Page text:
Google chairman Eric Schmidt has issued yet another public challenge to Microsoft’s Android protection initiative said to be worth an estimated $444 million from license agreements alone during fiscal 2012. The executive and Google’s former CEO on Wednesday sent a message of support to its Asian partners at a local forum in Taipei and launched an attack on Microsoft’s aggressive Android tactics, per Taiwan News report:
We disagree with Microsoft that anyone needs to pay Microsoft a royalty fee for products they didn’t build. I want to emphasize that Google built these products, not Microsoft. We tell our partners, including the ones in Taiwan, that we will support them.
During his first-ever Taipei visit, Schmidt had a meeting with President Ma Ying-jeou and is scheduled to meet with the region’s technology leaders, including HTC’s Cher Wang Asustek’s Jonney Shih. Just a day earlier, Schmidt reinforced Google’s stance that Android will remain royalty-free.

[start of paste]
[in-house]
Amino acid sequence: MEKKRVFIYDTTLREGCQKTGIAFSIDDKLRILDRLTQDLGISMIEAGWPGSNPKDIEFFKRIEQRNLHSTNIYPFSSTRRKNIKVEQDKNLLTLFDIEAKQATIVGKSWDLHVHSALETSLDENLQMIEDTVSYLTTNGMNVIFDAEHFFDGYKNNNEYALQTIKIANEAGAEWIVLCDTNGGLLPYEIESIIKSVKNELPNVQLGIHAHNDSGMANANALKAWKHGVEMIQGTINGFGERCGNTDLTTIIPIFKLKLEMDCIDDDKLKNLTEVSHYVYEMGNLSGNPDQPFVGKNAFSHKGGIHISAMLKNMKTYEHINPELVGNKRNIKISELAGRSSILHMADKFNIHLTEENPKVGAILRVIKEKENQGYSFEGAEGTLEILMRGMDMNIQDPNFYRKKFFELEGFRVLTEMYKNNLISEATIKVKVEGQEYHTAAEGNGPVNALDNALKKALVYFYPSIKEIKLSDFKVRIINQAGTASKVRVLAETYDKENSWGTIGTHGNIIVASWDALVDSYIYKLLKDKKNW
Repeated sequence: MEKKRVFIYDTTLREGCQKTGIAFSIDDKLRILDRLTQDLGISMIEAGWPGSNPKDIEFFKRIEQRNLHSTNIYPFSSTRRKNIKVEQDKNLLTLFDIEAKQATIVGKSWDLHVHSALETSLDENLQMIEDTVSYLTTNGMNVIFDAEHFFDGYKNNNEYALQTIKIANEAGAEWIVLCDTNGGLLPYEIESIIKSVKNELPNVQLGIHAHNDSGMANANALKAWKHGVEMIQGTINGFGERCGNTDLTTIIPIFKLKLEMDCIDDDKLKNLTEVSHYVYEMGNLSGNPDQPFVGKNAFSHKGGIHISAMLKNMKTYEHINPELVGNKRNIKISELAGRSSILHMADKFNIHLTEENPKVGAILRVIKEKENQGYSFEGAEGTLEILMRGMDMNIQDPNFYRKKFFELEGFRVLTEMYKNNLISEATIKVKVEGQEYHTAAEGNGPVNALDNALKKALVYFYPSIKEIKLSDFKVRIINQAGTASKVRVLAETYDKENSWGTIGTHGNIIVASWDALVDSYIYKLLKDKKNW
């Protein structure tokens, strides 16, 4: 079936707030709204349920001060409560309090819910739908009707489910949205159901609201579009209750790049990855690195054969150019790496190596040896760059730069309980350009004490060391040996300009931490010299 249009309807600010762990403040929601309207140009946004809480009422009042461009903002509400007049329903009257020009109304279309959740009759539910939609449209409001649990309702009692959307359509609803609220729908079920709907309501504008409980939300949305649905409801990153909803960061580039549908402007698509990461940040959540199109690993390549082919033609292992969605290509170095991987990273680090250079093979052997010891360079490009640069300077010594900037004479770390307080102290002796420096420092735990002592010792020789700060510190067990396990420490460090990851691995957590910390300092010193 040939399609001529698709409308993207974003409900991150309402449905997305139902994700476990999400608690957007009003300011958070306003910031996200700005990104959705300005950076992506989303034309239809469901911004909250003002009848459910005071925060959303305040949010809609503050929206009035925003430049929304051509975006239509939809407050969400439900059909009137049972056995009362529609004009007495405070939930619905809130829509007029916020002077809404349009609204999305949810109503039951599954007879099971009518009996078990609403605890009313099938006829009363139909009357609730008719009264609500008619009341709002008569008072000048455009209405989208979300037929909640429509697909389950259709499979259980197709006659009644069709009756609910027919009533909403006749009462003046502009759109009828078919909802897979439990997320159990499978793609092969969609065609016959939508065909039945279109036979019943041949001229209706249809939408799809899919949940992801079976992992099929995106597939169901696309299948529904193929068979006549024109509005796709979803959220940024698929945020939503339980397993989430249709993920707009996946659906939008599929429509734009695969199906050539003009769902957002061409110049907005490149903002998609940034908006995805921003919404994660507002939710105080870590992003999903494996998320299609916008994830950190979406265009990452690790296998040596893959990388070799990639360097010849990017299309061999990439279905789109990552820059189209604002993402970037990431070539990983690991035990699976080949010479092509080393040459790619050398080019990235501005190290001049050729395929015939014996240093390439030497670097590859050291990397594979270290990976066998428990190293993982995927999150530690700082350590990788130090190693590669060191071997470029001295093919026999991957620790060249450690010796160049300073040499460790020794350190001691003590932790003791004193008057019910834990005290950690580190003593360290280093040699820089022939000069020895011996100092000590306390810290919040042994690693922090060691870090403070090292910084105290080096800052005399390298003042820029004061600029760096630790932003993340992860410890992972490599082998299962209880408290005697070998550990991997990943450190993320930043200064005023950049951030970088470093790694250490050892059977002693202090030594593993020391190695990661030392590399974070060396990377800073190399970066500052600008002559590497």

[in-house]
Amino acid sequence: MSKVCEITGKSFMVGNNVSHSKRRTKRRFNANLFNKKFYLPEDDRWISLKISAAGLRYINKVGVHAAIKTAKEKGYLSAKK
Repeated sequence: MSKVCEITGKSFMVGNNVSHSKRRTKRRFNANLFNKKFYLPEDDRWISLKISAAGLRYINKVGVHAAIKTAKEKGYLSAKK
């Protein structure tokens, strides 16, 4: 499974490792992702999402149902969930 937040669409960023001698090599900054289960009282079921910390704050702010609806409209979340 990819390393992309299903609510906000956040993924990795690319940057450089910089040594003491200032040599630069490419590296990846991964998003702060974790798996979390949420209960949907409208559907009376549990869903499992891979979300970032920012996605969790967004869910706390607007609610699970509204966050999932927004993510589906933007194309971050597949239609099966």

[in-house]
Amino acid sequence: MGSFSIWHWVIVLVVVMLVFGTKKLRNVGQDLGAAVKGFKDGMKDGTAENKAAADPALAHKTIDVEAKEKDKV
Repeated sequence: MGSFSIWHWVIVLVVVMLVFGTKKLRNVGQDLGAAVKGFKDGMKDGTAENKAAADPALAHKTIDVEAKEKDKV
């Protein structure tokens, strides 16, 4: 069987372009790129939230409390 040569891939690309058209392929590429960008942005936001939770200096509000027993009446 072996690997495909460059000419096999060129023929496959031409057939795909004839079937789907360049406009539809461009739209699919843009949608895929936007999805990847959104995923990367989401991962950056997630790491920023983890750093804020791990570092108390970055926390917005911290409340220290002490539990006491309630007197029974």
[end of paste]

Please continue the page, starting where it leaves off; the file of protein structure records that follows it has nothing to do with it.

Microsoft has been signing up device makers left and right for its Android protection pact, citing alleged patent infringements. The Guardian reported yesterday that talks are underway to sign up Chinese-based manufacturer Huawei. Microsoft has managed to push a number of Android vendors into patent deals requiring them to pay a few bucks each time a device is sold. HTC is paying an estimated $5 royalty per device, Samsung is signed up, and other vendors including ViewSonic, Acer, GDI, and Compal Electronics add to deals with well over ten manufacturers. In all, the Redmond firm reached licenses for well over half the Android devices.
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